It is the heart of summer, the feast awaited with anxiety by the holiday-makers in order to spend a day on the beach or in the mountains. For those who work, it is the right opportunity to start off their holidays. It is celebrated with friends or family, binging on meat or fish washed down by an unfailing glass of wine. In Rome, at least until two centuries ago, Piazza Navona was flooded and transformed it into a kind of aquatic battlefield. Yet, Ferragosto, from Latin ‘‘feriae Augusti’’, i.e. ‘Augustus’ rest’ in memory of the emperor who instituted it, for Christians has a meaning, that is much more important and profound. It recalls, in fact, Virgin Mary’s glorious Assumption into Paradise. At the end of her earthly existence Our Lady was brought directly to Heaven.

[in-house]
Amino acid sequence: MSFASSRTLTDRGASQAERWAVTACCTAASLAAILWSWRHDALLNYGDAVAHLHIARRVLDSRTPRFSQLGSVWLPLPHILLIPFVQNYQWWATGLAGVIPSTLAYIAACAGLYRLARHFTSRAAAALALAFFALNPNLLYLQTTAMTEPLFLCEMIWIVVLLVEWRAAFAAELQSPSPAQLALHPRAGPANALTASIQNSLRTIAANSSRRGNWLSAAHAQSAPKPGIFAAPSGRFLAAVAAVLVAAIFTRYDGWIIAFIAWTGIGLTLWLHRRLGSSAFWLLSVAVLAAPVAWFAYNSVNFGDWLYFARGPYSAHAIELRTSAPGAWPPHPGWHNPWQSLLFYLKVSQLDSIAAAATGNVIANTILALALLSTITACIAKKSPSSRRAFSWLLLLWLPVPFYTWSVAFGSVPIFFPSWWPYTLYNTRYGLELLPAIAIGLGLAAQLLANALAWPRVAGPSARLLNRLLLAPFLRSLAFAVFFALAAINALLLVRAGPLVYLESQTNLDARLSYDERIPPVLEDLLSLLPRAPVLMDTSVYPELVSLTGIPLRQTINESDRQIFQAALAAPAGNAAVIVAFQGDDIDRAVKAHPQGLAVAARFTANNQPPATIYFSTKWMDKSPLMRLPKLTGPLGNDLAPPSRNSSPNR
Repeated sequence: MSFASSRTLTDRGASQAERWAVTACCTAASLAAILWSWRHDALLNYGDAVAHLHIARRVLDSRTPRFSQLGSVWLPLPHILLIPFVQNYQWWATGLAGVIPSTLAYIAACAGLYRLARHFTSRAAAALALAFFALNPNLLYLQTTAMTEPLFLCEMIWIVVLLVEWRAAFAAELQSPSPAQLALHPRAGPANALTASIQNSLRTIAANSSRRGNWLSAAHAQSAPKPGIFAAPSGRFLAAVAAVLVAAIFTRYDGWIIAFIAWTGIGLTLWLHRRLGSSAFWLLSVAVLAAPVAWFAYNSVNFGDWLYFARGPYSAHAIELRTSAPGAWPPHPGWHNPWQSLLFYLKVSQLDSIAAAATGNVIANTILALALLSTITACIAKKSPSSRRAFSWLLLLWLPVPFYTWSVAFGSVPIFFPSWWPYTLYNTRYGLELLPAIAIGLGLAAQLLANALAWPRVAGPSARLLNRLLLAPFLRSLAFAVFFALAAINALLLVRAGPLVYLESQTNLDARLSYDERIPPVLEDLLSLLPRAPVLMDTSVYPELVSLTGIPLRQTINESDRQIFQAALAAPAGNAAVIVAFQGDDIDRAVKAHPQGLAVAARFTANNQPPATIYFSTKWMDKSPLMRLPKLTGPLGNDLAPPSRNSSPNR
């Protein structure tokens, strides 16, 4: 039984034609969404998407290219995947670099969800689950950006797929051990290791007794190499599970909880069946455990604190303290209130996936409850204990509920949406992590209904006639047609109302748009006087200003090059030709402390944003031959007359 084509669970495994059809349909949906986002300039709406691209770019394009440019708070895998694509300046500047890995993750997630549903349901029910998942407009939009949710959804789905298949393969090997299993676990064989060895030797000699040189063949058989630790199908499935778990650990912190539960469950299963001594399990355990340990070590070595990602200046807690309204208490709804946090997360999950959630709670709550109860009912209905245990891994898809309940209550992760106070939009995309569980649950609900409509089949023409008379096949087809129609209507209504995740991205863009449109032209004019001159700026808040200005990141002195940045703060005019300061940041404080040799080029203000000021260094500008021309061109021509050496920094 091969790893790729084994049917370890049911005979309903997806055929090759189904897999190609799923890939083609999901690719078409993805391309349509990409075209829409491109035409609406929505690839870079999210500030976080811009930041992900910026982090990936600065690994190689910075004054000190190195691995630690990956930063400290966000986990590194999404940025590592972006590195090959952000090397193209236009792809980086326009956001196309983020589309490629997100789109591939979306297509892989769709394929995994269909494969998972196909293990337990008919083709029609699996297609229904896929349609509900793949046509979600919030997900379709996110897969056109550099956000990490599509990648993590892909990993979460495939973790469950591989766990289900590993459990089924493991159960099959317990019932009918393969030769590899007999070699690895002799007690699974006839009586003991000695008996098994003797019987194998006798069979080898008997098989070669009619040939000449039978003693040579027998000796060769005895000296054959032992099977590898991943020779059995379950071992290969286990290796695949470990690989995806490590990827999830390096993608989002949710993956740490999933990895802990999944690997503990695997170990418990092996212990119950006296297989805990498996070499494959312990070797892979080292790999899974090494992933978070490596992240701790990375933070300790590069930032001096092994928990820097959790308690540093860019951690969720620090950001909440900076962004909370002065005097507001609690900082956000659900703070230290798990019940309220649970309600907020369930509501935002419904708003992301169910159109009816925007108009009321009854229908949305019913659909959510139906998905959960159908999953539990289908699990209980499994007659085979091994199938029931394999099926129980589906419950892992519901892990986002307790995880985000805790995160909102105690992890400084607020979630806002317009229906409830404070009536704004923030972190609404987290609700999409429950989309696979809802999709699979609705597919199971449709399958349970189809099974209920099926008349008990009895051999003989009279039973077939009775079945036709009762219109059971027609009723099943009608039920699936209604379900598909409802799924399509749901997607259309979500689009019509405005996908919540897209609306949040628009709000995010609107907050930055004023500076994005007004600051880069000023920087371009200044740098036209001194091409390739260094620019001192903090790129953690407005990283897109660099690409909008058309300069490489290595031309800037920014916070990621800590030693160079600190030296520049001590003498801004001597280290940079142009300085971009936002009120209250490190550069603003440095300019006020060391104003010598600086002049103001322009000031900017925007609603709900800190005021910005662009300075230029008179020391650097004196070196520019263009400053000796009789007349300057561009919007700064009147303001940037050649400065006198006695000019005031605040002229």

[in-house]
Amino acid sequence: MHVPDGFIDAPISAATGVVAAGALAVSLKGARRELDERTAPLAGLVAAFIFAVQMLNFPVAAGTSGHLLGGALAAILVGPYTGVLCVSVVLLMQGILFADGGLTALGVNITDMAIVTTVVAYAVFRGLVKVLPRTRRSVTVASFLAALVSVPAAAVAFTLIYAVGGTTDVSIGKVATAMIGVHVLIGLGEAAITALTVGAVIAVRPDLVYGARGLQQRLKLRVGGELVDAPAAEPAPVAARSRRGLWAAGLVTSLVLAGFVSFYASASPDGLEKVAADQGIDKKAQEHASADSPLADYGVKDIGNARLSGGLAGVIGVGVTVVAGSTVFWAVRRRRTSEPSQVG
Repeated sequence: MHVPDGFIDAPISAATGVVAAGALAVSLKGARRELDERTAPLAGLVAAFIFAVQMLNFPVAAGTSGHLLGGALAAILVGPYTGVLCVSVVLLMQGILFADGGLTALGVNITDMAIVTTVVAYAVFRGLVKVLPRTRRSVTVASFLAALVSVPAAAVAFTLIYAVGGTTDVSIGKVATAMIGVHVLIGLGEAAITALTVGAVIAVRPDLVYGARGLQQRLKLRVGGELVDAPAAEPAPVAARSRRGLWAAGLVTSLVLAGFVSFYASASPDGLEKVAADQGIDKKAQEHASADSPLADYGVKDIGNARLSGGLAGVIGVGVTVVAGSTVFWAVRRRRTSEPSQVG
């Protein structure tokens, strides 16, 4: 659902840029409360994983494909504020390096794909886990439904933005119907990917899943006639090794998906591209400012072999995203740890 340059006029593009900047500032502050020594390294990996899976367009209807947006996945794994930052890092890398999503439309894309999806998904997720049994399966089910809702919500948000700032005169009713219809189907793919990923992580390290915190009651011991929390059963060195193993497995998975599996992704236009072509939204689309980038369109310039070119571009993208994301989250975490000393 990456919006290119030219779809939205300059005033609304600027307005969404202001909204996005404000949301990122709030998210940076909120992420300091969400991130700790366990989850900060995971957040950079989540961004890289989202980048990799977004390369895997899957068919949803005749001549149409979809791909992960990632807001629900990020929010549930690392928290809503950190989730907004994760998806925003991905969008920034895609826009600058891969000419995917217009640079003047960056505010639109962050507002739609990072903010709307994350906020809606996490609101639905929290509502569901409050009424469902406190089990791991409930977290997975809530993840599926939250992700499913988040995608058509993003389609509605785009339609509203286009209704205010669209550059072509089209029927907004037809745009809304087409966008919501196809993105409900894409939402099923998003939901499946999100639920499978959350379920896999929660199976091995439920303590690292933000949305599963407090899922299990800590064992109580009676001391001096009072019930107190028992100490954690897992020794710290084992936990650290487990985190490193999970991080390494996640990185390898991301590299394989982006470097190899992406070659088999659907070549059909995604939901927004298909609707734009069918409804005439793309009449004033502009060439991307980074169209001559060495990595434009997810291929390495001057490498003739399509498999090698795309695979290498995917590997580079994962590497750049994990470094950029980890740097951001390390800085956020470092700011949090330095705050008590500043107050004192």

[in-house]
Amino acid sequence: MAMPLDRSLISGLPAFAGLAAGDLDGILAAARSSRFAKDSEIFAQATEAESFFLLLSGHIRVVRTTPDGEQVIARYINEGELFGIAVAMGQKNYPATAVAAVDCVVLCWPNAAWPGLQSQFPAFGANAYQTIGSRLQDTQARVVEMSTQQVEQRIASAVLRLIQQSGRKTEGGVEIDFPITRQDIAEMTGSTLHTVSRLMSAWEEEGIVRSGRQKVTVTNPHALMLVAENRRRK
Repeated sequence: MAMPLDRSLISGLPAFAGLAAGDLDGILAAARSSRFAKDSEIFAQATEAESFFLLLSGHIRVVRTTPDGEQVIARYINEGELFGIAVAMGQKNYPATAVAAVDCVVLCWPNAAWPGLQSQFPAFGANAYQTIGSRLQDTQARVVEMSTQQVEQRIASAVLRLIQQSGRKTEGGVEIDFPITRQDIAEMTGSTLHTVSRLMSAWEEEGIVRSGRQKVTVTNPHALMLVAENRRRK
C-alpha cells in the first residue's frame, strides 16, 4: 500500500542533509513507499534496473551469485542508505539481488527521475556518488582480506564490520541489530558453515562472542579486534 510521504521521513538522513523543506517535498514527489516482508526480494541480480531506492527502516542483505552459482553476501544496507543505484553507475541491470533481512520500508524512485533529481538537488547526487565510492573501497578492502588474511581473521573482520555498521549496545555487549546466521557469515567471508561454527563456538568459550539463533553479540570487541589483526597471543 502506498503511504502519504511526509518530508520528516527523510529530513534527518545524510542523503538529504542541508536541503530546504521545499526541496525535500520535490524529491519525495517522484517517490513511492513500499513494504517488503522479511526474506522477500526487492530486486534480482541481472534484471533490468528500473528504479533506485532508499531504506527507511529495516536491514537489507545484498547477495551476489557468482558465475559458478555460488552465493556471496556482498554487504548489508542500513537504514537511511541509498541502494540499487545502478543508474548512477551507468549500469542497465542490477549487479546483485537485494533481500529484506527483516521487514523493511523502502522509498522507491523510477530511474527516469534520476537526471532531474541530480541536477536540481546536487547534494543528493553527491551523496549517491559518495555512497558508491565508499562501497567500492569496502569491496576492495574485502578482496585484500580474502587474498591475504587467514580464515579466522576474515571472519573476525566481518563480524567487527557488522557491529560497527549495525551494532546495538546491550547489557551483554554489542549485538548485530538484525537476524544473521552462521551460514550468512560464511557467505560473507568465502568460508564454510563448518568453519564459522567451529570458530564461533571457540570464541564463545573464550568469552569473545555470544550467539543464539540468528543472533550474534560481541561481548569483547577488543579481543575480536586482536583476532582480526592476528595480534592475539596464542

This truth was proclaimed as a dogma by Pope Pius XII on the first of November, 1950, on the occasion of the Holy Year. It was, however, the formalization of a doctrine, that was already strongly rooted in God’s People, as demonstrate the writings of some Fathers and Doctors of the Church. Ephrem the Syrian, for example, claimed already in the IV century that Virgin’s body had not undergone corruption after death. A source of the same period, attributed to Timothy of Jerusalem, says Mary was immortal because Jesus had transferred her to the places of his Ascension. Epiphanius of Salamis, a Saint bishop venerated among Catholic and orthodox faithful, in his turn, wrote that the earthly end of the Mother of Christ was “full of wonder” and, therefore, she was in the Kingdom of Heaven in the flesh. Best known is the “Virgin Mary’s Transit” which contains the so-called “Legend of the Palm branch”. According to this script, Our Lady had asked the son to warn her three days before she would have died. And this is how things went: two years after the Ascension, archangel Gabriel appeared to the Virgin and announced her imminent death while holding a Palm branch in his arm. When time came, as the story narrates, the Messiah himself, in the company of a multitude of angels, descended surrounded by light to accept Mary’s soul. The splendour was so intense, that those who were present fell with their faces to the ground, exactly as it happened during the Jesus’ Transfiguration on Mount Tabor and so they stayed for three days. The same source explains that the devil incited the inhabitants of Jerusalem to destroy the Apostles and burn Mary’s body. But a sudden blindness made their misdeed impossible. The disciples took the dead body and laid it in a tomb near the valley of Jehoshaphat, but as soon as they arrived, a new light enveloped them and while they were falling to the ground, they saw the body being assumed into Heaven. According to Blessed Anna Katharina Emmerik, the prodigious event took place on the island of Ephesus where Mary supposedly withdrew after Jesus had died.